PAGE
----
- Build relationships with all levels in the company – especially senior leaders. This is the great “get off the sideline” charge! The truth is that this can’t be a desire anymore. It has to be a fact. If HR people are more concerned with their desks, their social media presence and brand, and their yearning to be liked then in developing viable, sustainable relationships, then they will disappear. That’s the cold, hard fact. Without meaningful relationships, HR will continue to churn as it has for decades.
- Get out in the business (physically). Be where people are. It’s pretty simple, but HR needs to be visible where the work is occurring and not just sit in some office or cubicle dictating the next HR policy or procedure. Be the “H” in HR! This needs to stop even coming up at conferences. It is such a basic benchmark of great HR that it has to be part of our fabric and no longer just talk.
- Get connected! The idea that HR can remain as this field of isolationists is outdated. For those of us who are connected, i.e. HRevolution attendees, don’t think that the greater HR community hears a word you are saying. Don’t make the assumption that the great work that’s being done on Twitter, blogs, blog radio, etc. is making this giant impact on the greater HR community. We have to come to terms that excited as we are about being connected, it’s time to reach out to those around us who aren’t connected. This is more than giving people a #FF. This is being intentional and making sure that all HR folks are learning how they can make themselves, their roles and their companies better!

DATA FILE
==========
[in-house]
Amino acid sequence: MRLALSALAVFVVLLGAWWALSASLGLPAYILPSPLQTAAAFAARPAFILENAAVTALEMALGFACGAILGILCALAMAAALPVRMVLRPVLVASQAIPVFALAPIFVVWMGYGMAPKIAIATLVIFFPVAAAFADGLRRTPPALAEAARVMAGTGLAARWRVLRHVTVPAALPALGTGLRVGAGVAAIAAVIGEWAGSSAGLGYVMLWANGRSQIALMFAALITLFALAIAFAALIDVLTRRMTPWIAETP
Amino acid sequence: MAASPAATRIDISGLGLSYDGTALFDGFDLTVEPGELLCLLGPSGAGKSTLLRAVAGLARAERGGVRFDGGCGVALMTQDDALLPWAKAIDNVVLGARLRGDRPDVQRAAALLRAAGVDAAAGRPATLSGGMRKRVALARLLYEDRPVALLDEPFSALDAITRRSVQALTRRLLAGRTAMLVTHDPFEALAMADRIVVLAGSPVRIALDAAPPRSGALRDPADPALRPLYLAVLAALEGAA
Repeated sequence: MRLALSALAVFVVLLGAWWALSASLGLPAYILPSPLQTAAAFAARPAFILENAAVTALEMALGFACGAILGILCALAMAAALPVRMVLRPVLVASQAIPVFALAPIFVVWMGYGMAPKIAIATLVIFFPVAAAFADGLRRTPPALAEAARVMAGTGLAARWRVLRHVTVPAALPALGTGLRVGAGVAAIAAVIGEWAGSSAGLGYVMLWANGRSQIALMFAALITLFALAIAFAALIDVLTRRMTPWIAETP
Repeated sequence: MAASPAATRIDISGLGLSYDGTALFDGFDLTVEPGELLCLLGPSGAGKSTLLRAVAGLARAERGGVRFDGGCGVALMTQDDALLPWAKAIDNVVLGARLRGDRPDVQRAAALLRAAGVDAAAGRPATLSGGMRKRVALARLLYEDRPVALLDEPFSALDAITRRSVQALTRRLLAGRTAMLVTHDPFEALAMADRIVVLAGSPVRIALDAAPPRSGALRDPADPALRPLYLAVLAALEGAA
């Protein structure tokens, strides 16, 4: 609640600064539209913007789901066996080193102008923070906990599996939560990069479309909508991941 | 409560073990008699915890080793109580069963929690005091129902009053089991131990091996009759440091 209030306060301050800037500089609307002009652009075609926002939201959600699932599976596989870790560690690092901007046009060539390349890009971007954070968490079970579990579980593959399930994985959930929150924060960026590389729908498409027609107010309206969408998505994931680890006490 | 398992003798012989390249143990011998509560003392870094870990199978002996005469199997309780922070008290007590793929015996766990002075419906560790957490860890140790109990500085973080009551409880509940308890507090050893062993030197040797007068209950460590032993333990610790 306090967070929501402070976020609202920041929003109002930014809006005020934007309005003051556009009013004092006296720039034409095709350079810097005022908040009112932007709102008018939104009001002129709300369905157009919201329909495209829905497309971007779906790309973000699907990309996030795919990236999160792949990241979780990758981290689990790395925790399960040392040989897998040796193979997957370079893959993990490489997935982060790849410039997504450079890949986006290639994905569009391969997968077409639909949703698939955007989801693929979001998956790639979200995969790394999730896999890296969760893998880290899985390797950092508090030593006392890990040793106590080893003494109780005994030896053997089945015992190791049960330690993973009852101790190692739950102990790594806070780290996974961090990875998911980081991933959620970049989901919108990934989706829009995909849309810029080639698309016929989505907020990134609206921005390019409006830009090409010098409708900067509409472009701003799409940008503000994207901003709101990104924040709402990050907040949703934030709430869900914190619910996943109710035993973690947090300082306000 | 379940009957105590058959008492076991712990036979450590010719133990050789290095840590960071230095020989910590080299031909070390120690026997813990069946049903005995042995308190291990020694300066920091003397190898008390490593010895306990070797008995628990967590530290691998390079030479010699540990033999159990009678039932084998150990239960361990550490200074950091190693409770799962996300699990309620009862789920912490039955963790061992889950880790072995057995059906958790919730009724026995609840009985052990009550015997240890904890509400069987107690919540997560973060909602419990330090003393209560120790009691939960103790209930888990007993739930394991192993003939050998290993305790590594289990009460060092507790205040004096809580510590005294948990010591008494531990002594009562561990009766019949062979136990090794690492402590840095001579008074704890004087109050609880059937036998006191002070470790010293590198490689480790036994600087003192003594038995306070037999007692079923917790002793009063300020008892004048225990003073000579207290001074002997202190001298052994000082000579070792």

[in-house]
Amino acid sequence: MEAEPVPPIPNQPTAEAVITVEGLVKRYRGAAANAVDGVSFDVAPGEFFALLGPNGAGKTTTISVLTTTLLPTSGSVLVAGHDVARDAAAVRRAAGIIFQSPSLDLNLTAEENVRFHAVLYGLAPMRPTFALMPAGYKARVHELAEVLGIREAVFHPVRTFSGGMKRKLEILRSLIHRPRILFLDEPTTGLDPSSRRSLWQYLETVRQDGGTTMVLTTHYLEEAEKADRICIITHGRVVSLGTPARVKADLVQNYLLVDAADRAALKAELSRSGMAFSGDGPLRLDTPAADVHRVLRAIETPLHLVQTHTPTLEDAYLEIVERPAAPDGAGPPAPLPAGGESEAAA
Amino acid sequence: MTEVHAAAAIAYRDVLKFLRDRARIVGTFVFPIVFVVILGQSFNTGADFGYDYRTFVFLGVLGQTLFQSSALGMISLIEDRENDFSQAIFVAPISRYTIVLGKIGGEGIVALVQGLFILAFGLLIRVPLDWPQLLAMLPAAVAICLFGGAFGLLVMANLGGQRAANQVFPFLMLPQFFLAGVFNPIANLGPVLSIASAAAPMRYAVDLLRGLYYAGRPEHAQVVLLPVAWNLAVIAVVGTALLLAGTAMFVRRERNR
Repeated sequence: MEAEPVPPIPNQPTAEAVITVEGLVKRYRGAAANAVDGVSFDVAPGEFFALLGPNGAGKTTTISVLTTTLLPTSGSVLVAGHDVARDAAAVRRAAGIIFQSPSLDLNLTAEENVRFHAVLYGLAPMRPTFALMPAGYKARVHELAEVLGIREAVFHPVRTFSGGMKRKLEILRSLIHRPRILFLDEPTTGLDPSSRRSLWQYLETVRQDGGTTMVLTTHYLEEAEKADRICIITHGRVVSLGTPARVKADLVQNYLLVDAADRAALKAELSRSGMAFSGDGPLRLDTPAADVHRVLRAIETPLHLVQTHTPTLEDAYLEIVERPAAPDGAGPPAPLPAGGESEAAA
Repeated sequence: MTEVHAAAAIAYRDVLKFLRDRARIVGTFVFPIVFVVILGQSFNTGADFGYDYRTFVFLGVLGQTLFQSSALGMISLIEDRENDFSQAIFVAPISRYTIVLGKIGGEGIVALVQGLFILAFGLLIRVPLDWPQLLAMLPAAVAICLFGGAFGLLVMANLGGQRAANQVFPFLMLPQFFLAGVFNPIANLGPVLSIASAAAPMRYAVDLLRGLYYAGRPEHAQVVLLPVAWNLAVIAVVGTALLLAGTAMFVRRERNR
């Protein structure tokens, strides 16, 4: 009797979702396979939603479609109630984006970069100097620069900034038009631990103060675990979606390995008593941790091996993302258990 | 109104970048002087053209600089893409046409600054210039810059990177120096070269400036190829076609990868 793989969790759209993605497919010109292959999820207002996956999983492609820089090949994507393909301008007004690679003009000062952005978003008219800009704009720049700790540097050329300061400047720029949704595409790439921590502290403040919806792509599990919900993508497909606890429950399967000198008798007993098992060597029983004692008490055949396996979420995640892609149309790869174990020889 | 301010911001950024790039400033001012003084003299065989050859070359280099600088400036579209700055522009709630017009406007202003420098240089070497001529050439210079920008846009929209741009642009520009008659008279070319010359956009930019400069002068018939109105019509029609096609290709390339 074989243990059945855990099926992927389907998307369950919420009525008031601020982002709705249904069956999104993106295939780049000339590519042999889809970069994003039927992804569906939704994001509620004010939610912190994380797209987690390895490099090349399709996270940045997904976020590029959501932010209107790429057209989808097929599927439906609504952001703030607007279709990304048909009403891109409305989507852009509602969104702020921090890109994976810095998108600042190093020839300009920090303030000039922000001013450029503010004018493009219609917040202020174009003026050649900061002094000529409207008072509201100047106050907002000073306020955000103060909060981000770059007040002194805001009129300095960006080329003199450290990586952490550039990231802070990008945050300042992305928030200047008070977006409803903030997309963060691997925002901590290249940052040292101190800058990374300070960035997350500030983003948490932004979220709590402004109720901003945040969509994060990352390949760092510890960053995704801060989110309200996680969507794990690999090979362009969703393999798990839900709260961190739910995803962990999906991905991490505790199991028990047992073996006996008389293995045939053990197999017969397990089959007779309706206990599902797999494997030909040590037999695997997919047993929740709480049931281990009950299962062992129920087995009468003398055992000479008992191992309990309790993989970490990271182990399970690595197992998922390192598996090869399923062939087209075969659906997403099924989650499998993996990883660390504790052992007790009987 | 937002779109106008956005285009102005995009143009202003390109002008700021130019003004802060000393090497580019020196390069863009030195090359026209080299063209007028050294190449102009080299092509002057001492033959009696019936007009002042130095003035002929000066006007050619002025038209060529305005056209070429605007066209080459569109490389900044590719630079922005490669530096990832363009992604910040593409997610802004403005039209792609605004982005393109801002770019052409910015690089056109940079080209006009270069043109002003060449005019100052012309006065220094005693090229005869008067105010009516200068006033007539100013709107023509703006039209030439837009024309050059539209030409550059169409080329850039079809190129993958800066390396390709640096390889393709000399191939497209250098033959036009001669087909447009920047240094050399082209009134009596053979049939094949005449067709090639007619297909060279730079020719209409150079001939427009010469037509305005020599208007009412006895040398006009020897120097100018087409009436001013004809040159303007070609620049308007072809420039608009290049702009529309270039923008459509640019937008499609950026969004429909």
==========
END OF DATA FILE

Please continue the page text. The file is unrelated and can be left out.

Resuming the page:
So, what are YOU going to do?
Jason and Steve ended their session with a challenge.
Coming to conferences (traditional and Un) are great, but if people don’t take a stand and do something significantly different, it’s just another set of people talking passionately in a vacuum.
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Each person was asked to stand and state what they planned to do differently in action (not write a blog post) to move HR forward in their circle of influence. There were some really compelling answers that people gave, and it was so encouraging to hear that people not only wanted to participate in this session, but they wanted to see HR get better through their efforts.
So, as you read this summary, we ask — WHAT ARE YOU GOING TO DO TO CHANGE HR ??
Do us a favor and e-mail us. We’d love to hear from you as well as compile the great things that people are going to do. Who knows, your answer may inspire others?
Don’t blow this off. Don’t let it pass you by either. If you do, don’t expect different results in HR!
This discussion came from a session at last month’s HRevolution conference in Atlanta.